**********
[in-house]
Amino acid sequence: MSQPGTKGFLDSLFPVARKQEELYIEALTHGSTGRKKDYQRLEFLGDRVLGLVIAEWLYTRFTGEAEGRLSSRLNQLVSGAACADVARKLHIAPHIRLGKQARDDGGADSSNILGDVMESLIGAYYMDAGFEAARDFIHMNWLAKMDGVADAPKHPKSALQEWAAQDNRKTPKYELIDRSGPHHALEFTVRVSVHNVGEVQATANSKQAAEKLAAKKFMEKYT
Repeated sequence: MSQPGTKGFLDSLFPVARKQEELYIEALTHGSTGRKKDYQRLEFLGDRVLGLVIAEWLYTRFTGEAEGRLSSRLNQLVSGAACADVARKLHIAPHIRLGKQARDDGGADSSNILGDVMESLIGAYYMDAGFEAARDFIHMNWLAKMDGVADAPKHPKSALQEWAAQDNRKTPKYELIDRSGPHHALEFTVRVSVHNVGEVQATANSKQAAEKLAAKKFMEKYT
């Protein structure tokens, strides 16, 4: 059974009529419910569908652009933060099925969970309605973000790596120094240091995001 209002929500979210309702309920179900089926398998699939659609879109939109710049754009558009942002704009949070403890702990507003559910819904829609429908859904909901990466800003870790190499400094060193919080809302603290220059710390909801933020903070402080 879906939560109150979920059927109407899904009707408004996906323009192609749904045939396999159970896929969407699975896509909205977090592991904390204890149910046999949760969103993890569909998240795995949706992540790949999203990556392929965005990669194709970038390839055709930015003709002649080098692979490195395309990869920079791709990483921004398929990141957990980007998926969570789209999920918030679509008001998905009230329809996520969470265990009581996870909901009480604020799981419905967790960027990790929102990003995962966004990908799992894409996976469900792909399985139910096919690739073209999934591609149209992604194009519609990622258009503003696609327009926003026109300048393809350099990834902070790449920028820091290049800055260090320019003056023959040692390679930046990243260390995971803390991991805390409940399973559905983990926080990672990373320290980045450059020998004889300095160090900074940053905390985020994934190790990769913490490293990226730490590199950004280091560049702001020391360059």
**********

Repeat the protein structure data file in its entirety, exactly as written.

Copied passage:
[in-house]
Amino acid sequence: MSQPGTKGFLDSLFPVARKQEELYIEALTHGSTGRKKDYQRLEFLGDRVLGLVIAEWLYTRFTGEAEGRLSSRLNQLVSGAACADVARKLHIAPHIRLGKQARDDGGADSSNILGDVMESLIGAYYMDAGFEAARDFIHMNWLAKMDGVADAPKHPKSALQEWAAQDNRKTPKYELIDRSGPHHALEFTVRVSVHNVGEVQATANSKQAAEKLAAKKFMEKYT
Repeated sequence: MSQPGTKGFLDSLFPVARKQEELYIEALTHGSTGRKKDYQRLEFLGDRVLGLVIAEWLYTRFTGEAEGRLSSRLNQLVSGAACADVARKLHIAPHIRLGKQARDDGGADSSNILGDVMESLIGAYYMDAGFEAARDFIHMNWLAKMDGVADAPKHPKSALQEWAAQDNRKTPKYELIDRSGPHHALEFTVRVSVHNVGEVQATANSKQAAEKLAAKKFMEKYT
């Protein structure tokens, strides 16, 4: 059974009529419910569908652009933060099925969970309605973000790596120094240091995001 209002929500979210309702309920179900089926398998699939659609879109939109710049754009558009942002704009949070403890702990507003559910819904829609429908859904909901990466800003870790190499400094060193919080809302603290220059710390909801933020903070402080 879906939560109150979920059927109407899904009707408004996906323009192609749904045939396999159970896929969407699975896509909205977090592991904390204890149910046999949760969103993890569909998240795995949706992540790949999203990556392929965005990669194709970038390839055709930015003709002649080098692979490195395309990869920079791709990483921004398929990141957990980007998926969570789209999920918030679509008001998905009230329809996520969470265990009581996870909901009480604020799981419905967790960027990790929102990003995962966004990908799992894409996976469900792909399985139910096919690739073209999934591609149209992604194009519609990622258009503003696609327009926003026109300048393809350099990834902070790449920028820091290049800055260090320019003056023959040692390679930046990243260390995971803390991991805390409940399973559905983990926080990672990373320290980045450059020998004889300095160090900074940053905390985020994934190790990769913490490293990226730490590199950004280091560049702001020391360059």